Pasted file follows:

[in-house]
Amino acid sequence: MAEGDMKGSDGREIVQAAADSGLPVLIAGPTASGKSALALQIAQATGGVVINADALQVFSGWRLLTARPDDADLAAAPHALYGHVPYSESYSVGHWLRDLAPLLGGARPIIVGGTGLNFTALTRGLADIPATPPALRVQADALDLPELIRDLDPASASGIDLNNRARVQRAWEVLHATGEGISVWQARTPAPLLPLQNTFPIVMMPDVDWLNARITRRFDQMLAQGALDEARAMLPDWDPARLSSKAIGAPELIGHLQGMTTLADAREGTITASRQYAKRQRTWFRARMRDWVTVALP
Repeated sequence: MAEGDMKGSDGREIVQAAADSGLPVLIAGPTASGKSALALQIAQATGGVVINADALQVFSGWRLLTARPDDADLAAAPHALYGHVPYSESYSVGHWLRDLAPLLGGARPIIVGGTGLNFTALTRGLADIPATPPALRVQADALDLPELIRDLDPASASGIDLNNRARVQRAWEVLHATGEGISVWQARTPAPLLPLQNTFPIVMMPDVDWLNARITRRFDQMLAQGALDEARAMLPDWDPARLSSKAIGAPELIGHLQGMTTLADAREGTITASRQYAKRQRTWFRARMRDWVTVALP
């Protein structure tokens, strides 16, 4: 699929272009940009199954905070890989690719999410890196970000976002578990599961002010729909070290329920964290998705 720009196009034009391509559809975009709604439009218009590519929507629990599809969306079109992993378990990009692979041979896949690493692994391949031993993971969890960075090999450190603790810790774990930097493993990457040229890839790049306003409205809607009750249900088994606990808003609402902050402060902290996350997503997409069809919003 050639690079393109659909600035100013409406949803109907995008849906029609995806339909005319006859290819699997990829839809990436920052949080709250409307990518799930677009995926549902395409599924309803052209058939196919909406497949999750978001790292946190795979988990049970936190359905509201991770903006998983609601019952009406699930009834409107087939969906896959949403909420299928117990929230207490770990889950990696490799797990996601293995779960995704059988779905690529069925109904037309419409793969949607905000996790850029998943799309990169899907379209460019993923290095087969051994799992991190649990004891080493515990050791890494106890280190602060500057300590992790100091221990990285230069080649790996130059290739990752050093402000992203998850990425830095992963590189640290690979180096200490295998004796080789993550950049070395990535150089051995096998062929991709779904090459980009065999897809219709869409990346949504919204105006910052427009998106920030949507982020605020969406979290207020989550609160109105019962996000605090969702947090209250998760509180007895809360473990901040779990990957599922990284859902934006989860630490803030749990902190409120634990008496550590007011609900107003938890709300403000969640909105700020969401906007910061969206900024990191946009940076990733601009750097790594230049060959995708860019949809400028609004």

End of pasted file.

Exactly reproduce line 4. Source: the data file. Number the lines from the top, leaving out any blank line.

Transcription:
């Protein structure tokens, strides 16, 4: 699929272009940009199954905070890989690719999410890196970000976002578990599961002010729909070290329920964290998705 720009196009034009391509559809975009709604439009218009590519929507629990599809969306079109992993378990990009692979041979896949690493692994391949031993993971969890960075090999450190603790810790774990930097493993990457040229890839790049306003409205809607009750249900088994606990808003609402902050402060902290996350997503997409069809919003 050639690079393109659909600035100013409406949803109907995008849906029609995806339909005319006859290819699997990829839809990436920052949080709250409307990518799930677009995926549902395409599924309803052209058939196919909406497949999750978001790292946190795979988990049970936190359905509201991770903006998983609601019952009406699930009834409107087939969906896959949403909420299928117990929230207490770990889950990696490799797990996601293995779960995704059988779905690529069925109904037309419409793969949607905000996790850029998943799309990169899907379209460019993923290095087969051994799992991190649990004891080493515990050791890494106890280190602060500057300590992790100091221990990285230069080649790996130059290739990752050093402000992203998850990425830095992963590189640290690979180096200490295998004796080789993550950049070395990535150089051995096998062929991709779904090459980009065999897809219709869409990346949504919204105006910052427009998106920030949507982020605020969406979290207020989550609160109105019962996000605090969702947090209250998760509180007895809360473990901040779990990957599922990284859902934006989860630490803030749990902190409120634990008496550590007011609900107003938890709300403000969640909105700020969401906007910061969206900024990191946009940076990733601009750097790594230049060959995708860019949809400028609004």